Risk level rises for North American forests

burnt-clearcut-stumps-logging-canada“When you chop down trees, you create hotspots in the landscape that are just scorched by the sun. These hotspots can change the way that heat moves through a landscape,” says the report’s lead author, Kika Tuff, a PhD student at the university’s department of ecology and evolutionary biology.

Low air pressure in the cleared spots pulls the cool moist air from the shade of the trees, to be replaced by hot, dry air. The cleared areas then get the rainfall, while the nearby forest dries.

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‘Bring Back the Light’ Illuminates Forest Regrowth | The Tyee

Along many parts of the BC coast, especially on Vancouver Island and the South Coast, rain-forest critters are endangered as a result of excessive old-growth logging. Allowing second-growth to grow older and restoring old-growth characteristics is urgent to safeguard the web of life. Check out this wonderful 7 minute video…

via ‘Bring Back the Light’ Illuminates Forest Regrowth | The Tyee.

Why Vancouver Island’s Walbran Valley rainforest matters

“With its outstanding intactness, the Walbran represents the only remaining opportunity in the southern half of the island to save a more contiguous area of productive old-growth rainforest, create connectivity and allow species like the marbled murrelet to find quality habitat between Clayoquot Sound and the Olympic Peninsula.

A larger protected area would give species that depend on this rainforest at least a fighting chance to survive, considering the level of degradation and fragmentation of rainforest on Vancouver Island. And only larger areas are resilient enough to withstand increasing climate change impacts like stronger droughts, stronger storms and other extreme weather events.”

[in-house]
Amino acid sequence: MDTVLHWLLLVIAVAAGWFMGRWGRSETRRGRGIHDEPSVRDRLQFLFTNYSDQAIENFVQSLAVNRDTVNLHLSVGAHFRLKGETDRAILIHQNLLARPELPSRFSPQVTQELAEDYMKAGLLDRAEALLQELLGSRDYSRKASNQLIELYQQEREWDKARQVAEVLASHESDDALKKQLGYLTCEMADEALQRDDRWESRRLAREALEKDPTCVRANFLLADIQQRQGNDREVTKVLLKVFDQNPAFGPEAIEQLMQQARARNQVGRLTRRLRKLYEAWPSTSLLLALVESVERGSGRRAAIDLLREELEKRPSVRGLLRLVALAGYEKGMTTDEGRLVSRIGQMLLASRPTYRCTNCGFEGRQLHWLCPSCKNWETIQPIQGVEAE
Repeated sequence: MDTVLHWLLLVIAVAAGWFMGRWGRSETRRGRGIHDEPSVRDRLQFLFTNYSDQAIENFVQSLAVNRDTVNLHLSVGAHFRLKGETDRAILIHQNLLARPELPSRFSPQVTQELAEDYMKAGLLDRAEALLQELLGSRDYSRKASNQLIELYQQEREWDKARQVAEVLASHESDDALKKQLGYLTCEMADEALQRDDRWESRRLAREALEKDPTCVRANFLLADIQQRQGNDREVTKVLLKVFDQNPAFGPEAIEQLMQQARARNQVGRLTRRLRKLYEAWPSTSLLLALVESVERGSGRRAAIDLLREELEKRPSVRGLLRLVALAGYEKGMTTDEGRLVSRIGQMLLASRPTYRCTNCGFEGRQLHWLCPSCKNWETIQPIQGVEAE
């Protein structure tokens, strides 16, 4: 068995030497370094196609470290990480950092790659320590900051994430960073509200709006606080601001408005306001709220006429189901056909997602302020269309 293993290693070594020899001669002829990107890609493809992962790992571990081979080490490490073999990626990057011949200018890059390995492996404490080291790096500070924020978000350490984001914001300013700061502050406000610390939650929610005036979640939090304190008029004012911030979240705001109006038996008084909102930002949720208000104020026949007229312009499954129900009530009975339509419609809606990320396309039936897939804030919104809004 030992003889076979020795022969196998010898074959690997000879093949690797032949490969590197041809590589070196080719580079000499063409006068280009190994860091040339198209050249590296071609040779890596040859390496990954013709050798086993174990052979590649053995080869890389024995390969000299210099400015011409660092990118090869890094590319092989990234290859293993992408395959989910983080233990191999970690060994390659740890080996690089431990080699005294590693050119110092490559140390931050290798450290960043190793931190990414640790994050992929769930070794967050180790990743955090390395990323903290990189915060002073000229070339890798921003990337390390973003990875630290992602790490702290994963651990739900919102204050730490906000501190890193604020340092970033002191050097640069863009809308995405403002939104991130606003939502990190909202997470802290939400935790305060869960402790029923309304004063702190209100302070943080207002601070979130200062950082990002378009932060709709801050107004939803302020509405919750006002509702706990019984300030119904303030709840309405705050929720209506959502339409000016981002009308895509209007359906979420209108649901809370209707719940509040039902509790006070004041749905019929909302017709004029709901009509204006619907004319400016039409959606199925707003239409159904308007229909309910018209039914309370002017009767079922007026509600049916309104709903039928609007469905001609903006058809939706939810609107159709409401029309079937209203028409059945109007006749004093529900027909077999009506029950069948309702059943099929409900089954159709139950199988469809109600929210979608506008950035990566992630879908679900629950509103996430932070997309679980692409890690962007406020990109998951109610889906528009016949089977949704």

sierra bc rainforest at risk map oct 15 2015s

via Jens Wieting: Why Vancouver Island’s Walbran Valley rainforest matters | Georgia Straight Vancouver’s News & Entertainment Weekly.

Times Colonist Comment: Protect remaining old-growth forest

“We cannot uncut the magnificent wonder of the Douglas firs in Vancouver’s Lynn Valley that were towering giants up to 130 metres in height. They are gone. Similarly, in another 10 years, when we know so much more, we will not be able to uncut forests such as the upper Walbran. They will be gone.

We have already felled most of the coastal old growth on Vancouver Island and must now protect what little we have left for future generations.”

Philip Dearden (professor in the Department of Geography at the University of Victoria, involved in land-use issues in B.C. since the 1970s).
TealJonesCutblock_Ty Jones

via Comment: We must protect remaining old-growth forest.